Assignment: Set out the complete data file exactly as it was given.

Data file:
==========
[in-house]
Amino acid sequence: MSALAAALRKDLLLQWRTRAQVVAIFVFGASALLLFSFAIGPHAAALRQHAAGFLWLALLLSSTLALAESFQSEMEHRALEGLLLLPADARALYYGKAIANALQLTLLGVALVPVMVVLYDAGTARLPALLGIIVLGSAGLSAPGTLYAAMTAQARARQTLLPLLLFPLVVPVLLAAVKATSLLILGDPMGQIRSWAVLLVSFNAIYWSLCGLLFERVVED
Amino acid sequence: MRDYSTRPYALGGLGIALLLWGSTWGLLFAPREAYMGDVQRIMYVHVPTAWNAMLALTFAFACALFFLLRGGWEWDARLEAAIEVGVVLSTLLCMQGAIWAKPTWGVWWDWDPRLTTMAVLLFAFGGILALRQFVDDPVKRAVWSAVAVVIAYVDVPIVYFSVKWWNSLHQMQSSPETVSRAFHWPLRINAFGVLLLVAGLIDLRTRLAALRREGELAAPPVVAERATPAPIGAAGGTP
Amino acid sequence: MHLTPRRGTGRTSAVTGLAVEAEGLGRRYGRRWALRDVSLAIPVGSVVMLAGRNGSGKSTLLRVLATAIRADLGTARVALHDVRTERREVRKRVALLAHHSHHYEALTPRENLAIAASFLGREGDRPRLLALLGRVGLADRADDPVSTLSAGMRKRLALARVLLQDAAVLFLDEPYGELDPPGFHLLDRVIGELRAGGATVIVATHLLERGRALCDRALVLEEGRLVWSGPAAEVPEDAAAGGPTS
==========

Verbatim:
[in-house]
Amino acid sequence: MSALAAALRKDLLLQWRTRAQVVAIFVFGASALLLFSFAIGPHAAALRQHAAGFLWLALLLSSTLALAESFQSEMEHRALEGLLLLPADARALYYGKAIANALQLTLLGVALVPVMVVLYDAGTARLPALLGIIVLGSAGLSAPGTLYAAMTAQARARQTLLPLLLFPLVVPVLLAAVKATSLLILGDPMGQIRSWAVLLVSFNAIYWSLCGLLFERVVED
Amino acid sequence: MRDYSTRPYALGGLGIALLLWGSTWGLLFAPREAYMGDVQRIMYVHVPTAWNAMLALTFAFACALFFLLRGGWEWDARLEAAIEVGVVLSTLLCMQGAIWAKPTWGVWWDWDPRLTTMAVLLFAFGGILALRQFVDDPVKRAVWSAVAVVIAYVDVPIVYFSVKWWNSLHQMQSSPETVSRAFHWPLRINAFGVLLLVAGLIDLRTRLAALRREGELAAPPVVAERATPAPIGAAGGTP
Amino acid sequence: MHLTPRRGTGRTSAVTGLAVEAEGLGRRYGRRWALRDVSLAIPVGSVVMLAGRNGSGKSTLLRVLATAIRADLGTARVALHDVRTERREVRKRVALLAHHSHHYEALTPRENLAIAASFLGREGDRPRLLALLGRVGLADRADDPVSTLSAGMRKRLALARVLLQDAAVLFLDEPYGELDPPGFHLLDRVIGELRAGGATVIVATHLLERGRALCDRALVLEEGRLVWSGPAAEVPEDAAAGGPTS